Throughout the meal, the kitchen excels in showing its mastery of molecular gastronomy. The full experience generally takes at least 3 hours, so make sure you plan either a full afternoon or evening for your meal. ‘El Cielo’ means heaven in Spanish and you will be in gastronomic heaven by the end of your meal.

For more information on the restaurant, please visit –


From quaint brunch spots to unique wineries and Michelin Star dining, Monterey County, CA has a diverse, vibrant culinary scene. Here’s our guide to some of the best foodie experiences in Monterey County.

Best Foodie Experiences in Monterey County

Michelin Star Dining

The cool coastal town of Carmel by the Sea is quickly becoming a firm favourite with foodies.  This postcard-pretty town is home to top-notch wineries and Michelin-starred restaurants.  Chez Noir’s French-inspired menu showcases innovative, seafood-centric dishes that have earned them a well-deserved Michelin star.  The restaurant comes from husband and wife duo, Jonny and Monique Black, both of whom bring their experience of working at Michelin-starred restaurants to the project. Jonny previously cooked at restaurants including Per Se, Atelier Crenn, and Quince. 

Tucked away down a quiet street in Carmel, Chez Noir is a true haven for food enthusiasts seeking a unique and intimate dining experience. The velvet corner booths and open buzzy kitchen set the stage for a memorable meal. The menu boasts a fusion of flavours, from tantalizing appetizers to decadent desserts. Highlights include their perfectly seared scallops and the melt-in-your-mouth chocolate fondant. The staff’s knowledge and passion for each dish add a personal touch, making Chez Noir a must-visit for those who appreciate culinary artistry.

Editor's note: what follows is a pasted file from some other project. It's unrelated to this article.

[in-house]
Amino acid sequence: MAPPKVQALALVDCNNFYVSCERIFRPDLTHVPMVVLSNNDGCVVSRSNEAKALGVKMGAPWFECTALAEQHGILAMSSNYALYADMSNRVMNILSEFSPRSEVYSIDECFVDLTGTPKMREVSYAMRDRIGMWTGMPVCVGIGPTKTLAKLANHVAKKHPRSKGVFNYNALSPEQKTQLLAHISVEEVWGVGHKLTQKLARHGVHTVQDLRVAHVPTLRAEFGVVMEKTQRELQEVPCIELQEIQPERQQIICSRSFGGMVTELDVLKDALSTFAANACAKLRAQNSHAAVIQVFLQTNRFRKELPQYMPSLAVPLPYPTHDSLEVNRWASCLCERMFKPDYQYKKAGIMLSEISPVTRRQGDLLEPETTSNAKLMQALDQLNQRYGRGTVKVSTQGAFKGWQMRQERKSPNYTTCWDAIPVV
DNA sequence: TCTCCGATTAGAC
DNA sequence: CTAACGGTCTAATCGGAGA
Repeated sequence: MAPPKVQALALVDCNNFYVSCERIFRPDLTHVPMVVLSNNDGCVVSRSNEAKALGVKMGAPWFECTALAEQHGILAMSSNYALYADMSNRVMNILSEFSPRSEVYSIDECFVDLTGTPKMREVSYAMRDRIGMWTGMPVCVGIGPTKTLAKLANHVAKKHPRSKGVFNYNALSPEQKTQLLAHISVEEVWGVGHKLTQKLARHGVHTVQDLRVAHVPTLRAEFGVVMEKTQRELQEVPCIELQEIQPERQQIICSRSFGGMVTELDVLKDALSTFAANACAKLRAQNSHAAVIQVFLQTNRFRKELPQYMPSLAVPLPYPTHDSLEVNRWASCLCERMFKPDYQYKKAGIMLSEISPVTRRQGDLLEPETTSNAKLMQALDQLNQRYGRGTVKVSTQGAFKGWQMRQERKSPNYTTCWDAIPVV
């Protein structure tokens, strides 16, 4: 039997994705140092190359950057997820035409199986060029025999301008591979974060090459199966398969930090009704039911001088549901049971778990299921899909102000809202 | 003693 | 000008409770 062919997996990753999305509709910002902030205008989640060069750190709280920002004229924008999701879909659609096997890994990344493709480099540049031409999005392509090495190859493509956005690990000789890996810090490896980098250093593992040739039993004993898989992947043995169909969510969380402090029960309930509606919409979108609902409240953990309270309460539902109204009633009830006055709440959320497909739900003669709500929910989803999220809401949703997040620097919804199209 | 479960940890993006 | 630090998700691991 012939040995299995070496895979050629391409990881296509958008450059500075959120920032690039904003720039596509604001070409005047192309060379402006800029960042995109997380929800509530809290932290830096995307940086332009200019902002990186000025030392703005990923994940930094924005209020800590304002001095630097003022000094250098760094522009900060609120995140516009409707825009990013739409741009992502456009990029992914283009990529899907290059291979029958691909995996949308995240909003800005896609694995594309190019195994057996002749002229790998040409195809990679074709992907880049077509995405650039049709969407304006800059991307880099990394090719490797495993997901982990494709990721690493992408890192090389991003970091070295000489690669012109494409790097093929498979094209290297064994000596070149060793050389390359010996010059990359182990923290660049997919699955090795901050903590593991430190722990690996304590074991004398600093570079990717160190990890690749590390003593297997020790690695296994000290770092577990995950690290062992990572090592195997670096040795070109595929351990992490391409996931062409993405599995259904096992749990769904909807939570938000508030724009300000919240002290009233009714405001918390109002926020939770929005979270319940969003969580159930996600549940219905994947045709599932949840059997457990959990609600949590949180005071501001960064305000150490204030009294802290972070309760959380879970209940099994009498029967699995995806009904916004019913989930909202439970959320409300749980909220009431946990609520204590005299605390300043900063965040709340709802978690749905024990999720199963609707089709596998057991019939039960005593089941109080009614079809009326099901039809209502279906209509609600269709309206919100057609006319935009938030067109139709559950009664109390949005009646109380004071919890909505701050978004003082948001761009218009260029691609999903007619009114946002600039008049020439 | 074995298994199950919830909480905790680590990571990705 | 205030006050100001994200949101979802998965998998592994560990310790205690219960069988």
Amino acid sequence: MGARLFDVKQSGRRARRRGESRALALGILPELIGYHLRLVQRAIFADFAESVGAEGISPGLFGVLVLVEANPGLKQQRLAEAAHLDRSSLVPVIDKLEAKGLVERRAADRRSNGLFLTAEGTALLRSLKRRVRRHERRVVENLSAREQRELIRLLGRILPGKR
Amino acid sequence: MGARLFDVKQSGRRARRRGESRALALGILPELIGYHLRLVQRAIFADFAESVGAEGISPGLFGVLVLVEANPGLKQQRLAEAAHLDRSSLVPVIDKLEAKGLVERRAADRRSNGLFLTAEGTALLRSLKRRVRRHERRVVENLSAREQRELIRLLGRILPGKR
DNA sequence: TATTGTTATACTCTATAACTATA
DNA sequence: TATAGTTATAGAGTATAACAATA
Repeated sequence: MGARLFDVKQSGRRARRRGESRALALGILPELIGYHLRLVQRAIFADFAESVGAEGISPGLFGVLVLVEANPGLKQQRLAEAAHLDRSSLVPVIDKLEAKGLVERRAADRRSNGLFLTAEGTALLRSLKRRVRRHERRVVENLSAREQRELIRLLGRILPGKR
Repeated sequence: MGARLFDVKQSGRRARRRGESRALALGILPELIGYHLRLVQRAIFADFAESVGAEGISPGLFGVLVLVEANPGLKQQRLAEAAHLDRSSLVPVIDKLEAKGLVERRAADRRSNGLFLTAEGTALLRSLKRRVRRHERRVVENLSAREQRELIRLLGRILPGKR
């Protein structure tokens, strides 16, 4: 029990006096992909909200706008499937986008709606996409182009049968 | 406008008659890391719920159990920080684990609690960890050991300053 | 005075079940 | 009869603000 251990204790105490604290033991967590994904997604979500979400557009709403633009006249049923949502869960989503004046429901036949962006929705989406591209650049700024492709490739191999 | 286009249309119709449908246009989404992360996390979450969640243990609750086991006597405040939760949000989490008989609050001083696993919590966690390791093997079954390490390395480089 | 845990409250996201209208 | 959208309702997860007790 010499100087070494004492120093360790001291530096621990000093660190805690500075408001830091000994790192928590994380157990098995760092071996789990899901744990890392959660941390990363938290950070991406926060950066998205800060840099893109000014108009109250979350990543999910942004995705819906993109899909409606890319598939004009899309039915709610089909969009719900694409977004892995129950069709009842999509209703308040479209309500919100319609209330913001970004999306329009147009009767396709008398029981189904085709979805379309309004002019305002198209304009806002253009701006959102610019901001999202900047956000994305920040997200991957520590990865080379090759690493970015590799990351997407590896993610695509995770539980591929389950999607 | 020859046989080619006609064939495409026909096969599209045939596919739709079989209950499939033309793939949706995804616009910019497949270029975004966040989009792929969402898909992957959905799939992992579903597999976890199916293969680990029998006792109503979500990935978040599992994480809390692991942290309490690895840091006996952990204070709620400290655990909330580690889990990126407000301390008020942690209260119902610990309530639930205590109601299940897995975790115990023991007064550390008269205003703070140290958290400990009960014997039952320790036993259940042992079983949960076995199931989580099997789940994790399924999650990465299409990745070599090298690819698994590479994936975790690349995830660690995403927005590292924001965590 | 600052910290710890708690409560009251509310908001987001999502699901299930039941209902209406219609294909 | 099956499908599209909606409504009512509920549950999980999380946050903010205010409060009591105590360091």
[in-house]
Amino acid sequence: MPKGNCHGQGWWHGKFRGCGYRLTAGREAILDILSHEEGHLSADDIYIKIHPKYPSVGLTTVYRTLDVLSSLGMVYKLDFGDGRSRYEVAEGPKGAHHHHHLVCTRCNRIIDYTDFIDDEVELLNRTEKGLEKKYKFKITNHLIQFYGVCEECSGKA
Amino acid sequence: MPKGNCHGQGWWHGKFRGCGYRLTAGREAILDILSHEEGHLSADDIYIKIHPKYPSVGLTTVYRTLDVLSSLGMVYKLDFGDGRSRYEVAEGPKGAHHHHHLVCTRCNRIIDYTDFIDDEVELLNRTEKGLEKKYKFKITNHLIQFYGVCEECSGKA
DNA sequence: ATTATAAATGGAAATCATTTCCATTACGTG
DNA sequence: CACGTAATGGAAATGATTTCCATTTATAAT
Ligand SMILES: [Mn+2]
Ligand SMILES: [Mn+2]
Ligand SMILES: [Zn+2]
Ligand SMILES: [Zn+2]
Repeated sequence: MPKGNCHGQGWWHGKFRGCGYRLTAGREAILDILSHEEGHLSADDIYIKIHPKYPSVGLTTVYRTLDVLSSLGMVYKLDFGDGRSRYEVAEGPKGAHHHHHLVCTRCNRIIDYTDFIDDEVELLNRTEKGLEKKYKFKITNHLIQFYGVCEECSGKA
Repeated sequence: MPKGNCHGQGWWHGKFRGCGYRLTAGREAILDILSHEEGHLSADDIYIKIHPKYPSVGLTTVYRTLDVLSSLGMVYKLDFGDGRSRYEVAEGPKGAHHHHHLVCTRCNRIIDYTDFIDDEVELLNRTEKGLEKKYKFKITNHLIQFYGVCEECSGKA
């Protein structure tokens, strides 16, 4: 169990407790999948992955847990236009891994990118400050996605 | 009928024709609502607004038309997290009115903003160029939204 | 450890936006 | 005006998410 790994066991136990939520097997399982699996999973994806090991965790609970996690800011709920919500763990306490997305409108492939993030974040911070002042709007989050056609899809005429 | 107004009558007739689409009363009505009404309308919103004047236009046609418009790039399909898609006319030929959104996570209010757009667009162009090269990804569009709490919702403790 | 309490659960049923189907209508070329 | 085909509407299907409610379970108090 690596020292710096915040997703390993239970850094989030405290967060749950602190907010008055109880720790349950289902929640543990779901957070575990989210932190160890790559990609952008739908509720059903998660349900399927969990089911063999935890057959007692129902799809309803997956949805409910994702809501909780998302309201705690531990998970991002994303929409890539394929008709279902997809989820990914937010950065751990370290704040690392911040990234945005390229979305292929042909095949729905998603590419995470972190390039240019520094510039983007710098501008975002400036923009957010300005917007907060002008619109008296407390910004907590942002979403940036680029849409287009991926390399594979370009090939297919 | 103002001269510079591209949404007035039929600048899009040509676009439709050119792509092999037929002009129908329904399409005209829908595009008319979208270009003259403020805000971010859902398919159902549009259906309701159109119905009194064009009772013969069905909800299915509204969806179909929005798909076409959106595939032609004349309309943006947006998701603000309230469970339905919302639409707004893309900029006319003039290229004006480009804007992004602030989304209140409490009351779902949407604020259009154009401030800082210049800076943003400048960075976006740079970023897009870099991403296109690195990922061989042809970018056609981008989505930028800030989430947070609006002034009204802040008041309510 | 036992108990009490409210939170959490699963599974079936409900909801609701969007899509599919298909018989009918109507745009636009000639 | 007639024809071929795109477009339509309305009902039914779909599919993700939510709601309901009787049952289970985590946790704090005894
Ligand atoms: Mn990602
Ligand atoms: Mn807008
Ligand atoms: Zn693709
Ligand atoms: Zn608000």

Craft Beer Paradise

For beer aficionados, Alvarado Street Brewery is a pilgrimage site in Monterey. The industrial-chic setting exudes a laid-back vibe, creating the perfect backdrop for sipping on innovative craft brews. From hoppy IPAs to rich stouts, the beer menu is a testament to the brewery’s commitment to quality and creativity. The friendly staff are more than happy to guide you through their extensive selection, ensuring you find the perfect pint to pair with the bar food. Alvarado Street Brewery is a haven for beer lovers and a testament to Monterey’s thriving craft beer scene.

Coastal Elegance with a Culinary Twist

Just a stone’s throw from the iconic Fisherman’s Wharf, Jacks Monterey at the Portola Hotel & Spa, is the epitome of coastal elegance.  Tall bar tables, as well as plush lounge-style sofas surround the full-length bar that stretches across the back of the restaurant.  Unlike some hotel restaurants, this is contemporary and cosy.  At one end is an open fire and the lobby entrance features a tree adorned with twinkly lights.  While the setting is fabulous, the menu and service are excellent.  The menu showcases locally sourced ingredients, transforming them into exquisite dishes that capture the essence of the region. The Jacks Famous Chowder is a standout, a hearty bowl of the local dish is brimming with clams, dungeness crab, organic corn, artichoke hearts and bacon.  For mains choose from fresh salads, pizza or larger plates like their Short Rib Ravioli served in a silky tomato, mushroom and sherry cream sauce with shaved parmesan.  The drinks menu features some fantastic local wines like the Bernardus Griva Sauvignon Blanc and Imagery Pinot Noir.  There is a great selection of cocktails too.   With its stylish interior and prime location, Jacks Monterey stands out as a top-notch dining destination on the Monterey Peninsula.

Sip, Savor, and Cruise

Embark on a wine adventure like no other with Kombi Wine Tours, where vintage style meets exquisite vintages. Board the classic VW Kombi, ‘Sweet Pickle’ and journey through the scenic vineyards and wineries of Monterey, indulging in a curated selection of wines from the region. Their knowledgeable guide, Steve is full of local tit-bits and banter which makes the tour not just educational but thoroughly entertaining.